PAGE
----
Cyclists need to decide whether they are vehicles or pedestrians.
This switching between the two status puts everyone else in danger because there’s no way to know when the cyclist will convert from one to the other.
If cyclists are going to be vehicles and the cities are spending money on bike specific lanes, then cyclists need to have to carry vehicle insurance and bear a license plate. Partly to raise some funds to offset the costs of bike lanes, but also to ensure that cyclists who break the rules of the road can be identified.
And have insurance to cover the costs of damage they may cause to pedestrians or cars.
The idea of driving along and a cyclist, blowing through a stop sign because they’ve decided that they are now a pedestrian that the sign doesn’t relate to, smashes into my car – damaging the door or side and possibly killing the cyclist.
The idea of now having to sue their estate to repair my car is a bit icky. It’d be better to deal with the insurance company.
I have several times been in a cross walk with the light had a cyclist approach on the road with the red light – and they suddenly swing into the cross walk and become a pedestrian. Now, I haven’t enjoyed having chain grease on my overcoat, nor jumping out of the way of what appears to be an eminent impact. But a cyclist/pedestrian accident is less likely to have the injury level or death that is likely with a cyclist/car collision.
In both of these examples, the cyclist is responsible for the collision as a result of switching between the car rules and the pedestrian rules.
It really becomes no small wonder that cyclists raise the ire of many people, to the point that there really are some drier out there who make a point to menace any cyclist – even the ones who are riding appropriately.
I cannot stress enough that vehicles should never menace a cyclist, no one is entitled to play with anyone’s life and well being like that. Drivers of cars and heavier vehicles have to look out for others because of the possibility of death or serious injury, it’s more a responsibility issue than a legal one.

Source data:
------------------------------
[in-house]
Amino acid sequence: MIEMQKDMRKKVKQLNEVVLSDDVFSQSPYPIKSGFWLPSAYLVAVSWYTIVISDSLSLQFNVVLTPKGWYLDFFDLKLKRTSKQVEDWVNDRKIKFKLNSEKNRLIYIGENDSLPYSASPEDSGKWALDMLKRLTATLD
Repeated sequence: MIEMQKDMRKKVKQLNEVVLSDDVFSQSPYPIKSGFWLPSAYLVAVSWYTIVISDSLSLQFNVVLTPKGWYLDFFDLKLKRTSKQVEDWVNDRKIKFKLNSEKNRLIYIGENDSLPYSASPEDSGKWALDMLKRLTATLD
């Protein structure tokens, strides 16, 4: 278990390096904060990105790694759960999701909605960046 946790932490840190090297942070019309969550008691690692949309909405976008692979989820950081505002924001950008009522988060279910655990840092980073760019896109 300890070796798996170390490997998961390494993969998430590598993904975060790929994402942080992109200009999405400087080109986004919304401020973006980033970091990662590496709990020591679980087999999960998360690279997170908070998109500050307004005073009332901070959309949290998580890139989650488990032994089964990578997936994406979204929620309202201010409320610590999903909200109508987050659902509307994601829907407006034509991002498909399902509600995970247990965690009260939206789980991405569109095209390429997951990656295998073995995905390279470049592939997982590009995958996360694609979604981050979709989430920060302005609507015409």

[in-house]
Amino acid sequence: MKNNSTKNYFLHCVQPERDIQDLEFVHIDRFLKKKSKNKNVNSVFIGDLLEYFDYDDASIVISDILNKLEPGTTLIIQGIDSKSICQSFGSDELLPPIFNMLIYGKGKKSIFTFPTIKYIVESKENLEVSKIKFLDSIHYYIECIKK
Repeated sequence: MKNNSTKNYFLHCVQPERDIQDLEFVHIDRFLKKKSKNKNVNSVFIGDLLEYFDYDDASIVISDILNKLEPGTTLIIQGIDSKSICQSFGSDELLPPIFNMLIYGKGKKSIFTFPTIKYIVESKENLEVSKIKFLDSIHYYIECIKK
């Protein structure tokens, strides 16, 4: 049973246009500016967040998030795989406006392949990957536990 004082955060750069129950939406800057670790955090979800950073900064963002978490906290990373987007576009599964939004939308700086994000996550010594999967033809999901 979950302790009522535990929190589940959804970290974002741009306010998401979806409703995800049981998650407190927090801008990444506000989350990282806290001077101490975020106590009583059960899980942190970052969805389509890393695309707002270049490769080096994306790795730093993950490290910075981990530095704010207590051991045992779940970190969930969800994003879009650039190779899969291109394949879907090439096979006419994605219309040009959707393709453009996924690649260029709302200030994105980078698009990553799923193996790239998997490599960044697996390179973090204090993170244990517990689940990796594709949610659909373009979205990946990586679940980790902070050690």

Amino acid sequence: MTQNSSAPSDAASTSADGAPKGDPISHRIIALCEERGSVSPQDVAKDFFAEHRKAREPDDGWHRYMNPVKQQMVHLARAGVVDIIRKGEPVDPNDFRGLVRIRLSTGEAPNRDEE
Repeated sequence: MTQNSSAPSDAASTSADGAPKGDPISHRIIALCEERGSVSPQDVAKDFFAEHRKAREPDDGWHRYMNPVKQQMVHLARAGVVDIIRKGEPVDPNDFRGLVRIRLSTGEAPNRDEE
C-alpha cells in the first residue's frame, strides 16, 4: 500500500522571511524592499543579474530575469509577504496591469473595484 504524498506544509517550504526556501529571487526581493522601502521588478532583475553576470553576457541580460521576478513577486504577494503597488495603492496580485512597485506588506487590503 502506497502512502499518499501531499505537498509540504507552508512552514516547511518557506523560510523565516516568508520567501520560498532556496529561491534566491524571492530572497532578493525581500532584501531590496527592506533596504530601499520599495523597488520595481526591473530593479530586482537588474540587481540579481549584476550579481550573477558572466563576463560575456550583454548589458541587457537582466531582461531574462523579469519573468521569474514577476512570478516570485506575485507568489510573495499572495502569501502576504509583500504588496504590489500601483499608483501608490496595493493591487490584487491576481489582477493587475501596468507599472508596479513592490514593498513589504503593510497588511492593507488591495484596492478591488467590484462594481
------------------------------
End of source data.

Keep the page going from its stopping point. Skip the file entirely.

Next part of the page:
Driving is not a right, it is a privilege and people forget that.
I also agree that people should be allowed – encouraged even – to ride bikes and I don’t mind separate bike paths were possible.
I just think that some of the funds to pay for it should come from the users of it.
Also, I think it makes no sense to have sidewalks with pedestrians and other people on wheels (skates, rollerblades, skateboards, Razor scooters, or whatever) and then act as if cycles are somehow different.
Wide sidewalks could have a line painted with pedestrians on the inside and anyone with wheels on the outside.
And, if a cyclist does change from a driver to a pedestrian – they need to actually be a pedestrian. Dismount and walk your bike – then people know what you are doing and it makes for safer streets and sidewalks for everyone.
We all have places to get to – and getting there alive is more important than trying to be on time.
But more than that, we need to have a common understanding of the rules of the road to avoid accidents and allow everyone to get where they are going.
Too often, the person who gets the blame for the accident really is not the person who was responsible for it.